Tag Archives: Reblog

Advice For Young Men – 8 Tips for Not Behaving Like a Sexual Predator

This advice to young men by Norm deserves to go viral. Please spread the word, but remember to give credit to him!!

Norm 2.0

For my newer followers my Advice for Young Men series usually pokes fun at the differences between men and women. You can read some previous installments here and here.

I’m overdue for a good rant though, so today’s post isn’t very funny. Then again, neither is the subject: sexual harassment and inappropriate sexual behavior by men.

Warning: If foul language offends you then I suggest you skip this post.

For everyone else, settle in for this listicle – 8 Tips for Not Behaving Like a Sexual Predator – sarcastically written specifically for guys who still don’t get it.

1. Learn how to hold your liquor.

Alcohol is often referred to as a great social lubricant. Yes it’s good for getting conversations flowing, but as someone who in his younger days once woke up with his winter boots and a parka on in a someone’s bathtub, I can confirm…

View original post 1,187 more words

The Stories Held by Things

These bracelets, which I have on today, brought to mind this poem from two years ago that deals with (or at the very least, makes use of) today’s prompt word of “dubious.” I lived and traveled for many years abroad..a number of those years spent in Africa or traveling through Indonesia and this poem always reminds me of the thousands of artisans I met during those years, not knowing that later I would become an artisan myself.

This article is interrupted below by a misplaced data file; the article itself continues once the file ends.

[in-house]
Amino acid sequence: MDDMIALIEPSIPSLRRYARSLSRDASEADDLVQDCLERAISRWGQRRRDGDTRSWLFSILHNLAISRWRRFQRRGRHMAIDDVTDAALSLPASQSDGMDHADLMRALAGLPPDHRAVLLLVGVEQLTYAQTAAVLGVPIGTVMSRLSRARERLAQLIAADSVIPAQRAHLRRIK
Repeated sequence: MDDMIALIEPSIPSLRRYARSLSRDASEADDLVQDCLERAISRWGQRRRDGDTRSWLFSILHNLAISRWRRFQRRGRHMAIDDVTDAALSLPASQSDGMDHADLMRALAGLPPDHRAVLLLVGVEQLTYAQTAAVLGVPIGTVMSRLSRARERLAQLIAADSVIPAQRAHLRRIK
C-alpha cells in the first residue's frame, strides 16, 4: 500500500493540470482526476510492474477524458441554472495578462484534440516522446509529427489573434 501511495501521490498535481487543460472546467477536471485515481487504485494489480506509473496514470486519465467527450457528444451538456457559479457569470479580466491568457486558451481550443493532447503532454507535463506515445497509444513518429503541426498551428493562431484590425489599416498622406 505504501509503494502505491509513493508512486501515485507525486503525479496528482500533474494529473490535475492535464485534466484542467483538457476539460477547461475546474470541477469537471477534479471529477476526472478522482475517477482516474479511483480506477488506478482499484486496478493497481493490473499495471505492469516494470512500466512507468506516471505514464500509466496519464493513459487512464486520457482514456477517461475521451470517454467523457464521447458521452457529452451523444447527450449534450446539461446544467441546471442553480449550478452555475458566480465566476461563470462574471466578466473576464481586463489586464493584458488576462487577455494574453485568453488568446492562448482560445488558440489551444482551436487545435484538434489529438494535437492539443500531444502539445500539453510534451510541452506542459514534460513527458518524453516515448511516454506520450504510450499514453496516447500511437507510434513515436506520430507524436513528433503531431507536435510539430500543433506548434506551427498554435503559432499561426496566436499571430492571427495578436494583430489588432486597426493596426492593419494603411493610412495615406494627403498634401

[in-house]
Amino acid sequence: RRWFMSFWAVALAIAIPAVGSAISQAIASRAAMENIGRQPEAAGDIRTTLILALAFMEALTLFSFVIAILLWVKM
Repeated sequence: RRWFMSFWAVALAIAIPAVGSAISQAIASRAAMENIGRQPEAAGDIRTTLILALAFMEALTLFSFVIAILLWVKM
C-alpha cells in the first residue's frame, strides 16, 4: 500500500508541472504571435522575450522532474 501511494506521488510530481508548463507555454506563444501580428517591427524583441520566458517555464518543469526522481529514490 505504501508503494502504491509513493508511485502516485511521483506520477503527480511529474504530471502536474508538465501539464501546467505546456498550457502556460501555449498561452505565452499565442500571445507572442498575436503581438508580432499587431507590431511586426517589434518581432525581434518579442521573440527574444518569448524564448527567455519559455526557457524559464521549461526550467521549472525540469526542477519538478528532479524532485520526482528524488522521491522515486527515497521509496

lifelessons - a blog by Judy Dykstra-Brown

IMG_9078

The Stories Held by Things

Niata and Solchi sit in the shade of a baobob,
coils of bright plastic between them,
bright green, pink, white, black, green.
Blue. Yellow.
They do not touch the yellow.
They are afraid of it, perhaps,
or dubious. Yellow is the color of the water
that carried their sister away
as she called out to them,
helpless on the bank––
the color
of the skin of their brother
who was surrendered to the water
to be carried away as well.

Yellow is not in their
creative vocabulary
as they wind, wind the plastic cord
into bracelets, forming designs
of checkerboards and crosses,
stripes like the stripes in candy canes
given in December by the missionaries.
Now a band of blue, then back to white lines
on black backgrounds.

 They fantasize about
who would wear these bracelets.
A penny each, they are given for their efforts.

View original post 492 more words

Scissors, Tissue Paper and General MacArthur

Before I leave to get busy with paper, scissors and glue at Campamento Estrella today, I want to share this crafty tradition passed on by my mother.  It was my favorite family tradition.

The Daily Post prompt was traditional.

lifelessons - a blog by Judy Dykstra-Brown

DSC08186DSC08162  DSC08184 DSC08180l

Every year, my mom helped us make May baskets to fill with candy and leave on the doorsteps of our friends. As mentioned in an earlier post, we’d ring the doorbell and run. If the recipient caught us, they could kiss or pinch us—their choice.